PayNearMe is a financial services startup that has managed to fly under the radar of the tech savvy. That’s largely because the six-year-old, Sunnyvale, Ca.-based company is focused on the roughly 25 percent of people in the U.S. who don’t have bank accounts to pay for things like rent and utilities and online purchases. In fact, its customers largely interface with PayNearMe’s brand when they’re at a 7-Eleven or Family Dollar or Ace Cash Express store, all of which have partnered with PayNearMe to transform customers’ cash into payments.
It’s a big market, but it’s also highly challenging and fragmented, and the road, apparently, has been bumpy.
For one thing, Family Dollar stores, which first partnered with PayNearMe in early 2014, recently stopped accepting rent payments in its roughly 8,000 stores across the U.S.
A landlord source says the decision was made out of safety concerns over customers who were walking in with large piles of cash. (Family Dollar did not respond to a recent request for comment about what drove its decision.) Given that PayNearMe sees a cut from every transaction and that rental payments is where it produces much of its revenue, the decision has to sting.
PayNearMe also failed to secure a major new round of funding, says an outsider who is close to the company and who says that earlier this year, employees were told that PayNearMe was looking to raise between $50 million and $80 million in new funding before later settling for a $14 million round from earlier investors. (PayNearMe has so far raised $71 million altogether, including from True Ventures, Khosla Ventures, and August Capital.)
In fact, according to this source, PayNearMe abruptly laid off roughly one third of its employees several weeks ago, forced by investors to scale back on costly efforts to cultivate relationships with third parties and to focus more instead on its business-to-consumer efforts. The cuts apparently came in sales, marketing, and business development.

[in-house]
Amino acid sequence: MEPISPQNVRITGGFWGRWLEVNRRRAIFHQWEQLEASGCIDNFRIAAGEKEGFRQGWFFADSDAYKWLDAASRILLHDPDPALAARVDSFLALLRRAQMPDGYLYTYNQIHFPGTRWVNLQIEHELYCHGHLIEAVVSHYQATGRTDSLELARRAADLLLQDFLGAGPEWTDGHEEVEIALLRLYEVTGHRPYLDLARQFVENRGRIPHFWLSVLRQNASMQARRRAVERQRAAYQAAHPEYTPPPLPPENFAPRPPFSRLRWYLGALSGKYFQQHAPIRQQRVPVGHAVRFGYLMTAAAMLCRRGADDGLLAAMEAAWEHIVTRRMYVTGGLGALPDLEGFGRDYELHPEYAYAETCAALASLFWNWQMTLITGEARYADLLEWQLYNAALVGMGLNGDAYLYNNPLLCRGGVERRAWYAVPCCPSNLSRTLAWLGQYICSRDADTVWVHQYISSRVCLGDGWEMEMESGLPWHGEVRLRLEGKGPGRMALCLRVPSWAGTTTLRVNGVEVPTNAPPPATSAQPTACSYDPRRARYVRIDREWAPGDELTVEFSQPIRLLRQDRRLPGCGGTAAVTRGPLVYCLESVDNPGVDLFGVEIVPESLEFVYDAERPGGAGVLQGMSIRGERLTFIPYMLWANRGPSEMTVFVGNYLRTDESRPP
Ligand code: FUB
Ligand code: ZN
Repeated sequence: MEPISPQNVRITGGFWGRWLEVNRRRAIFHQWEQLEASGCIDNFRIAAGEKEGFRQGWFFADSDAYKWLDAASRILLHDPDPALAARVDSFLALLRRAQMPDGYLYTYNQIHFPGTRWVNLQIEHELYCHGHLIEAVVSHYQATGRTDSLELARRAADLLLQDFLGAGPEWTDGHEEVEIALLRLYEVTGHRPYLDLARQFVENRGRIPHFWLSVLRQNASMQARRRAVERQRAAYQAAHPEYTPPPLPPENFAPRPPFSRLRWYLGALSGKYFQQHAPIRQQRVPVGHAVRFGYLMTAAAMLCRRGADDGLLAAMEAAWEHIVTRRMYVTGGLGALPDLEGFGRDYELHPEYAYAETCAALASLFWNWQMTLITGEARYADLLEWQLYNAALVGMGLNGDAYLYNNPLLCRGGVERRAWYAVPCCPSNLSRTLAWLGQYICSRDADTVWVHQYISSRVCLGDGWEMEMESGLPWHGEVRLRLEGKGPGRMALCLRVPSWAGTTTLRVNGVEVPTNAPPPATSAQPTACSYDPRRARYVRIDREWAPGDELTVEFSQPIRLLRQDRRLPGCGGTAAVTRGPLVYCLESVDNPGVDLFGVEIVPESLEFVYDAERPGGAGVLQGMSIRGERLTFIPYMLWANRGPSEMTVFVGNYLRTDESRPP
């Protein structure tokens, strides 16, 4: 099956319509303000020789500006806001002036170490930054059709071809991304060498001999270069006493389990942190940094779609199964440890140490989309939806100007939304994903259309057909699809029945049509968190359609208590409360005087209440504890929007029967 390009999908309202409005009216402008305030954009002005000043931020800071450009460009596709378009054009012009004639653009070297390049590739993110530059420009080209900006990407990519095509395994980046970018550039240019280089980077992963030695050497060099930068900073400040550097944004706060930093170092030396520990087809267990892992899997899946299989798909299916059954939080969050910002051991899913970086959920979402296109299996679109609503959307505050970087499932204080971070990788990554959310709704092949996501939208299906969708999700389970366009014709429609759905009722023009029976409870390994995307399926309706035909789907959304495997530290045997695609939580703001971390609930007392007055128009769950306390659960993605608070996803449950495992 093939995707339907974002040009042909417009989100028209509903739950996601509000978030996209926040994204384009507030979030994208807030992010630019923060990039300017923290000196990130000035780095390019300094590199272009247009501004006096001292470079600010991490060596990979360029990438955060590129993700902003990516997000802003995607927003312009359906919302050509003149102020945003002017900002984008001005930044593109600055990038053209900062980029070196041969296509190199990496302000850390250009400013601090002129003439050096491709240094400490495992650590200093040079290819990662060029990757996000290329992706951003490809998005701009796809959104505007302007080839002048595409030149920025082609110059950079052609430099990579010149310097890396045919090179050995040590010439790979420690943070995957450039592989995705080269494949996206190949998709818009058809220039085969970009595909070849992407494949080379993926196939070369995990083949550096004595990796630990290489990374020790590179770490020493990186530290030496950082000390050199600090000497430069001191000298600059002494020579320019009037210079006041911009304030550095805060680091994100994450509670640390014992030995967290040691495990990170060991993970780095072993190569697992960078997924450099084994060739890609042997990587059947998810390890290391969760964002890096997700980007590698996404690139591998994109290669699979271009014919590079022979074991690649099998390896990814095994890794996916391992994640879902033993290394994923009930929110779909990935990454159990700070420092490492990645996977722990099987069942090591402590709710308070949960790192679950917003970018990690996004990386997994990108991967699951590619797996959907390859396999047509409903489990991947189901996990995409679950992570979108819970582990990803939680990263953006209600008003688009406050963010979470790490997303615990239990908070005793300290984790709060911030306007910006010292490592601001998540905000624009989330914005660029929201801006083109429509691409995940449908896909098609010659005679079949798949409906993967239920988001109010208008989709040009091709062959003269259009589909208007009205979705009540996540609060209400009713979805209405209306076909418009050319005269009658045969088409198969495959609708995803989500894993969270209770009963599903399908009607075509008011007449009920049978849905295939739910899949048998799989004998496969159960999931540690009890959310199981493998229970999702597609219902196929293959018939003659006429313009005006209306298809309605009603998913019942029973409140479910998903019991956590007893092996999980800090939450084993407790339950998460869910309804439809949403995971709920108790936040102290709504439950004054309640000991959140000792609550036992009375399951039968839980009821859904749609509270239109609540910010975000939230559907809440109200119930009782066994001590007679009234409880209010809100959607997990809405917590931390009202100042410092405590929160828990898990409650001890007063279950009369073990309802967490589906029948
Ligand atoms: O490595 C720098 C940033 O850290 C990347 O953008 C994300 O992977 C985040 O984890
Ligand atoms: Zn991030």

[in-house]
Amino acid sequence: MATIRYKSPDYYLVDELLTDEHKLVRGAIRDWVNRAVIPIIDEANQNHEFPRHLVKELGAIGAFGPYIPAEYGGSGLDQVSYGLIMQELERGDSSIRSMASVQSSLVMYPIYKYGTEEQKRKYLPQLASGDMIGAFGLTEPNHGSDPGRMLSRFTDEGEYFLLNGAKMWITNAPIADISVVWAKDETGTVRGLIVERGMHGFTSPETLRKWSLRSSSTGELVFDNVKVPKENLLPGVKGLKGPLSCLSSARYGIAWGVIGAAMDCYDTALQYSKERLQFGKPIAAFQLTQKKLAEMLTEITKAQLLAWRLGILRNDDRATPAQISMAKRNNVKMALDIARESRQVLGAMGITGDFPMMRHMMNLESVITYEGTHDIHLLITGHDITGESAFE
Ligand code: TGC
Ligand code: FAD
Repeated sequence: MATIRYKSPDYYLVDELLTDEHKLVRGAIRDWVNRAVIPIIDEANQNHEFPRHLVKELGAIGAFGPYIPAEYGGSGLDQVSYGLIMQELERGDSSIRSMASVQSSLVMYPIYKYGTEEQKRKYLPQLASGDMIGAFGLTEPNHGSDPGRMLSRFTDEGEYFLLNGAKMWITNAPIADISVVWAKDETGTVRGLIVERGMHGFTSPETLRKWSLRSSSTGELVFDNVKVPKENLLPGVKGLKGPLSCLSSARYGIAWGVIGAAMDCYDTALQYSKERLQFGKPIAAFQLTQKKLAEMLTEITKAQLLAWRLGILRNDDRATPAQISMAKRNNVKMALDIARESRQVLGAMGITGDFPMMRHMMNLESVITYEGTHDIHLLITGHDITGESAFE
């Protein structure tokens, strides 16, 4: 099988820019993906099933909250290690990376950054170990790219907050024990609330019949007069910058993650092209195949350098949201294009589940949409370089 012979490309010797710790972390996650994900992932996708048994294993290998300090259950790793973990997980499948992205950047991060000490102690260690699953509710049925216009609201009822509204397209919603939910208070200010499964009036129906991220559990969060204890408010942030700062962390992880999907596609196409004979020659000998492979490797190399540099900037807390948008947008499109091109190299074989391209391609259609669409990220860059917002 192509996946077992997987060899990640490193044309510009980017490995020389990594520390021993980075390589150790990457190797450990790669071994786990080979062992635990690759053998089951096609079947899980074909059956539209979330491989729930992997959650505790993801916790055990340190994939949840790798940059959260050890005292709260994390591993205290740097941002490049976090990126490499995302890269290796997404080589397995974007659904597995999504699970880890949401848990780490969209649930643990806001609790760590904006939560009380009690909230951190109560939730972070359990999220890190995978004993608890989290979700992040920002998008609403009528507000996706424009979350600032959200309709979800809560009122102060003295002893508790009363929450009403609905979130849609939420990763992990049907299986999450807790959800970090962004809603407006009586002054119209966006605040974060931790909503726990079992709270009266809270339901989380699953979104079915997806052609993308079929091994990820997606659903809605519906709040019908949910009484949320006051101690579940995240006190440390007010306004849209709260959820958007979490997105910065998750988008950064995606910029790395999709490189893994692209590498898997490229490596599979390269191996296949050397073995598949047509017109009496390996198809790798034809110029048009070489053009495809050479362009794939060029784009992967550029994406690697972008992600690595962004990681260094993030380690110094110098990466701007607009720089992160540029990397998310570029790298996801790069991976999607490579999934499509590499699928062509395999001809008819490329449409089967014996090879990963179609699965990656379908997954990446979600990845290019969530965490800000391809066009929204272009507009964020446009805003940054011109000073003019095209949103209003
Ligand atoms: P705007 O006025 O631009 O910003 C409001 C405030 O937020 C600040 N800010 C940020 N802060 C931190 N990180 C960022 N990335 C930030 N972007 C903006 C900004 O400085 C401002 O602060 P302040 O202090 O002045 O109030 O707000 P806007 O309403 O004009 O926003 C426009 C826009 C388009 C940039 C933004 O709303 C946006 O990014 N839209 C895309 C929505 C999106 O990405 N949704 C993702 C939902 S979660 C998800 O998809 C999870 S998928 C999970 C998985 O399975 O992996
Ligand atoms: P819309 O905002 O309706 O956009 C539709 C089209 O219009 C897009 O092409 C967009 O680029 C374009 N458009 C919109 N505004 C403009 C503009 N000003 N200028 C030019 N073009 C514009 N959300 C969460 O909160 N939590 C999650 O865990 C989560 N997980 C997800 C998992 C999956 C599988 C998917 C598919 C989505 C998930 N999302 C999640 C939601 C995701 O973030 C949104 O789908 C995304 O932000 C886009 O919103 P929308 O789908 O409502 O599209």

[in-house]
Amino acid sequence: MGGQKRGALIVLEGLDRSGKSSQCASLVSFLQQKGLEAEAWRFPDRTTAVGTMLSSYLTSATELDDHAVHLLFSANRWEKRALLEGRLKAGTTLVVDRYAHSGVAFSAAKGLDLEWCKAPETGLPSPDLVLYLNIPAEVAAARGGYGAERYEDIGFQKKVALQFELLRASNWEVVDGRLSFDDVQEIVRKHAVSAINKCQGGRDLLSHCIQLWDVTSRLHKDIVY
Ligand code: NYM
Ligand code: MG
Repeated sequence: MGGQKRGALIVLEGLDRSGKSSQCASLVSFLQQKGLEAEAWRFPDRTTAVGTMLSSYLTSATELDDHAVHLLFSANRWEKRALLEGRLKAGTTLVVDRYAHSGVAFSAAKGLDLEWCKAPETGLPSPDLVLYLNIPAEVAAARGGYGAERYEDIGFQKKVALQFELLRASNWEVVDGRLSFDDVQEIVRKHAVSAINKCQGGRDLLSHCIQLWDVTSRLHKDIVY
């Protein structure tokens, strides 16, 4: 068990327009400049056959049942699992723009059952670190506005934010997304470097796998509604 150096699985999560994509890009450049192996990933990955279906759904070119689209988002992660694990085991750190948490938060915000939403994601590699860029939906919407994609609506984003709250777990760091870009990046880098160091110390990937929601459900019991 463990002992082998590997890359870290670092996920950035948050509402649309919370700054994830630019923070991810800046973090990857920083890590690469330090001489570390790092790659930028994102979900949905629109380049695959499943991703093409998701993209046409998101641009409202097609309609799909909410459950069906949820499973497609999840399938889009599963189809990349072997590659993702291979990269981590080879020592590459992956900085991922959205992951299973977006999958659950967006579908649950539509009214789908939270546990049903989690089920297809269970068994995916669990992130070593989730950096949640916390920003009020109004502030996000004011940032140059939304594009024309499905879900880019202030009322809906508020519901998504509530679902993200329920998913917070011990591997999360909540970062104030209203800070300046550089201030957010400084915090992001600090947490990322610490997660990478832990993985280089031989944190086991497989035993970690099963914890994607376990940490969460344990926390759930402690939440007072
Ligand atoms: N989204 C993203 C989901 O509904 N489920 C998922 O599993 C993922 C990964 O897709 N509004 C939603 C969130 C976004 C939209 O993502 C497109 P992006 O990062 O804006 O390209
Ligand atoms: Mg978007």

Founder and CEO Danny Shader declined to comment for this story except to say that he has “never been more bullish” about PayNearMe’s prospects and that his investors “are super enthusiastic” about its future, as well.
A source inside the company adds that our external source’s claims about layoffs and fundings are simply “not true.” While there were layoffs, they represented far less than a third of the now 50-person company, says this person, who declined to answer how many people were let go.
The source inside the company also says PayNearMe was not in the market for a new round of funding – that instead it’s embarking on some new initiatives that could meaningfully enhance the valuation of the company. PayNearMe is waiting on those to take hold before talking again with investors, according to this person.
Certainly, PayNearMe appears to have some things up its sleeve. Shader hinted at them several weeks ago in an interview with this reporter for StrictlyVC. Said Shader at the time, “I can say that we now have a complete set of money transmitting licenses in the U.S. and Puerto Rico that we spent the last three years and millions of dollars [to obtain]. The licenses allow us to act as an agent of a consumer, taking their money and delivering it to some other location. It lets us enter adjacent markets. [But that’s all I can say.]”
Put another way, in the not-too-distant future, PayNearMe might not be needing so many third-party relationships after all.
Still, one suspects that for Shader — a well-liked Silicon Valley veteran who has variously been the CEO of Good Technology, an EIR at both Benchmark and Kleiner Perkins, and who cofounded a company that sold to Amazon in 1999 – not all has gone exactly as planned of late.
For example, we were told of one employee who recently moved across the country to work at PayNearMe. In an account that our internal source firms, the employee was laid off along with everyone else who was cut in the firm’s recent, broader restructuring. It was his third day there.